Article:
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Billings Are Down, But Architects Are Planning Ahead Of The Pandemic

Omgivning founder and principal Karin Liljegren is keeping a positive mindset.

Liljegren founded her company during the last recession to help companies redesign their space. Ten years later, the coronavirus has sparked the start of another downturn, and much commercial real estate space has turned upside down.

She said she is aiming to help again.

"A recession is the perfect time to rethink about what you can do with your building. You may not take a big leap forward but you may need that early analysis," she said.

Omgivning Founder and Principal Karin Liljegren looks over design schematics with her team
Omgivning founder and principal Karin Liljegren looks over design schematics with her team.

Last week, the American Institute of Architects released its Architecture Billings Index report, which surveys more than 750 architecture firms nationwide. 

It awards scores based on business being done, with anything below 50 indicating a decrease. March billings scored a 33.3. New project inquiries and design contracts scores dropped dramatically, posting scores of 23.8 and 27.1, respectively, according to the report.

As many of her current projects have stalled, Liljegren said she and her team at Omgivning have created design charrettes, or design workshop examples, as a way to generate more business.

Omgivning is not alone. As architecture firms brace for the financial ramifications of the coronavirus, many are creating new design concepts that include social distancing guidelines, design trends and other potential health protocols to prepare clients to navigate the coronavirus and post-coronavirus environment.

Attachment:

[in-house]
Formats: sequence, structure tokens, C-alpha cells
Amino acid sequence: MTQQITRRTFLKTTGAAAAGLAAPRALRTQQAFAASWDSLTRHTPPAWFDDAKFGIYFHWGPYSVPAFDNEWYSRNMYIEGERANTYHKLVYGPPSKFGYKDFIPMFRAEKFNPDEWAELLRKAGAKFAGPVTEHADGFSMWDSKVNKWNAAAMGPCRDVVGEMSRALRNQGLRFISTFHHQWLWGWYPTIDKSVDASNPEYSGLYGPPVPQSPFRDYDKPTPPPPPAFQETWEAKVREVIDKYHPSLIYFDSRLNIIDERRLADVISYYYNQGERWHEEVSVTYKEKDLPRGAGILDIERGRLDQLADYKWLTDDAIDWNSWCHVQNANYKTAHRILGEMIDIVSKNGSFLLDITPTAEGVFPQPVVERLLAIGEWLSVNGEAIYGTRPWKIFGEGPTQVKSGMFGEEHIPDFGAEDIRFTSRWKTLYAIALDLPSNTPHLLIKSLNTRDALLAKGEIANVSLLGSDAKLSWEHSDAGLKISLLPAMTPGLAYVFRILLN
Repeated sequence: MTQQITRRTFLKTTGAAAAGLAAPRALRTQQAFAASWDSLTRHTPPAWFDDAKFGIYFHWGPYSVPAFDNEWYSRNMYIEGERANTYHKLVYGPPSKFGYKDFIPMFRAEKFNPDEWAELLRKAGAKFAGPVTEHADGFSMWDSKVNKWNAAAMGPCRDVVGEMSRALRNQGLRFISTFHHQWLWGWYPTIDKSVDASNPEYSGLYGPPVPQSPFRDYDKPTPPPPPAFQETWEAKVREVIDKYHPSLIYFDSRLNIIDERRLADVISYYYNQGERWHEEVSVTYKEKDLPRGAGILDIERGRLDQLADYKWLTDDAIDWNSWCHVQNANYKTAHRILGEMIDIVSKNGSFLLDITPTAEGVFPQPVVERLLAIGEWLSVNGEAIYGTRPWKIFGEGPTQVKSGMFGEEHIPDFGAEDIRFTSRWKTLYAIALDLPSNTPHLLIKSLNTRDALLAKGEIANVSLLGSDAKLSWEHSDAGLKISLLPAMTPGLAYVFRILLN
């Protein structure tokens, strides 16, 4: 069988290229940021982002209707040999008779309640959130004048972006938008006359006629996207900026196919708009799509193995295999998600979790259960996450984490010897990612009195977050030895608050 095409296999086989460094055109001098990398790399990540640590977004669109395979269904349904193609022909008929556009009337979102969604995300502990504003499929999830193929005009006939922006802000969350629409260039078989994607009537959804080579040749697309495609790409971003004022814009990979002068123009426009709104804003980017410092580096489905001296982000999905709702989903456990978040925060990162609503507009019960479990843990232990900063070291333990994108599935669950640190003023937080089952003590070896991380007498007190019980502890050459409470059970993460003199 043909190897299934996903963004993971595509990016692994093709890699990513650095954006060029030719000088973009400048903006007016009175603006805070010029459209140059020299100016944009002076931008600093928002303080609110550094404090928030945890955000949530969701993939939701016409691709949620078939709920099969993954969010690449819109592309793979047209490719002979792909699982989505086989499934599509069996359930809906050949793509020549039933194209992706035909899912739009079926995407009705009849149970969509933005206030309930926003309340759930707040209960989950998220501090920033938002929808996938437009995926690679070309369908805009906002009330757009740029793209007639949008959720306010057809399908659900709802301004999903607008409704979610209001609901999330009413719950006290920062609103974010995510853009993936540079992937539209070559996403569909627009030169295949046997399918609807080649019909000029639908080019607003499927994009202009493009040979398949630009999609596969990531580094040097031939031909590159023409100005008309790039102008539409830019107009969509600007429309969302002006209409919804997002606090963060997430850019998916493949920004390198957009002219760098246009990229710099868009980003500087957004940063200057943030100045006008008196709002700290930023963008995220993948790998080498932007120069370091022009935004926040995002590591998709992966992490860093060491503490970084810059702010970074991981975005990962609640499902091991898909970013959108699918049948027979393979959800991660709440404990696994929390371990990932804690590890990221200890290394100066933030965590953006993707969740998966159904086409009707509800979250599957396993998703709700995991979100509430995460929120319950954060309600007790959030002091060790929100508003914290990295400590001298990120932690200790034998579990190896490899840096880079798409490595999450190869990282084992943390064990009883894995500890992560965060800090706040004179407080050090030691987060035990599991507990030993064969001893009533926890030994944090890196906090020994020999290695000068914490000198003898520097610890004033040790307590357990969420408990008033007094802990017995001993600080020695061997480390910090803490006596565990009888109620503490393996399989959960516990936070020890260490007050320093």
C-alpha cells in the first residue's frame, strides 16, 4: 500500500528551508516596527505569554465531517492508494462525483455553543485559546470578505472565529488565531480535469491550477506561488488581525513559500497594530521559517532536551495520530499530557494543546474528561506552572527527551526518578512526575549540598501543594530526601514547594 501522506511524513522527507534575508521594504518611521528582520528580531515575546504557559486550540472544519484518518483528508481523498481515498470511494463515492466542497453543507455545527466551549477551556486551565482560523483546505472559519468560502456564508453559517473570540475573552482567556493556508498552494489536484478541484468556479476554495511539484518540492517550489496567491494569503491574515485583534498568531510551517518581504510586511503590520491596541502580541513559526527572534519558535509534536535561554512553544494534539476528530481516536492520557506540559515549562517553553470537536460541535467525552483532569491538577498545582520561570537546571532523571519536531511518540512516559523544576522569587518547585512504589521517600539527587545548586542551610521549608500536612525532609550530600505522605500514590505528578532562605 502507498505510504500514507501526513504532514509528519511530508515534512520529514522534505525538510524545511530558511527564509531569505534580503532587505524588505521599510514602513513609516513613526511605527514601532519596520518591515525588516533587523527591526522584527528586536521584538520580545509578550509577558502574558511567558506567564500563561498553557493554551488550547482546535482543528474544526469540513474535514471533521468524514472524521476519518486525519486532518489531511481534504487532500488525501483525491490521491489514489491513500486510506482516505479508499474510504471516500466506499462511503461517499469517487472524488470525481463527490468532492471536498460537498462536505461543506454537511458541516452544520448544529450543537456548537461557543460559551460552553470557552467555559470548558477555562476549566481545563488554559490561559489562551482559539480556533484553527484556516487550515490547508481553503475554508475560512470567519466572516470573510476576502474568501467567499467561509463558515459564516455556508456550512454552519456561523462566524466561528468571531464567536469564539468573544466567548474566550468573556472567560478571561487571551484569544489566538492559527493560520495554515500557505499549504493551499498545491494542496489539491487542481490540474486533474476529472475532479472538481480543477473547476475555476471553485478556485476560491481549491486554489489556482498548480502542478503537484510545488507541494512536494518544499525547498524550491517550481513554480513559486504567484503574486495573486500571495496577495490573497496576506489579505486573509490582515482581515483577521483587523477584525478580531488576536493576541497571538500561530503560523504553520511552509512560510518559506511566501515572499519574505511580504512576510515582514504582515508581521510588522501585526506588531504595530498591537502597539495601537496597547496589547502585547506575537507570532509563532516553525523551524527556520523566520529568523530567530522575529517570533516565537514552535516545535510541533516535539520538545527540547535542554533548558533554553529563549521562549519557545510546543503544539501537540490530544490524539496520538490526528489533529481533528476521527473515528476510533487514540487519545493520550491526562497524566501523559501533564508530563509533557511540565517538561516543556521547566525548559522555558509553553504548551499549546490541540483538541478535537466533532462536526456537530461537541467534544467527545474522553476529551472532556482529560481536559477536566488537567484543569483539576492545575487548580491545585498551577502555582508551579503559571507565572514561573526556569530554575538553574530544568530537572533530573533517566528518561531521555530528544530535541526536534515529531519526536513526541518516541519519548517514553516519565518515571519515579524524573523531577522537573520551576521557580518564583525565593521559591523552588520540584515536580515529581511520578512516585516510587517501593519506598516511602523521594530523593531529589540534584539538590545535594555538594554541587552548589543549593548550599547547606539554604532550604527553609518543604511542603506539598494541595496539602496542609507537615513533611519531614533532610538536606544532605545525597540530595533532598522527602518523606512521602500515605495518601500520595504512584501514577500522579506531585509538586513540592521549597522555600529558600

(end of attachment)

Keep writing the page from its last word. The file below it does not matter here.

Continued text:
"This is a natural disaster," RDC President and CEO Brad Williams said of the coronavirus. "This is survival of the fittest ... From our standpoint, what we're trying to do is position ourselves with our existing clients to tackle those [design] issues."

It is a trying time for architects. Month-to-month billings are down dramatically, many firms are reporting halted projects and very little new business is occurring at the moment, AIA Chief Economist Kermit Baker told Bisnow.

Generally, architectural workflow is a good leading indicator of broader economic trends in the economy, because many are involved in business investments in nonresidential commercial real estate projects early in the process, Baker said.

An example of Omgivning COVID-ready floor plan
An example of Omgivning's COVID-ready floor plan.

"Architecture firms saw a sharp steep downturn almost immediately in March and it has continued that way," Baker said, surmising that many projects fell off in the second half of March due to shelter-in-place mandates that were ordered earlier that month.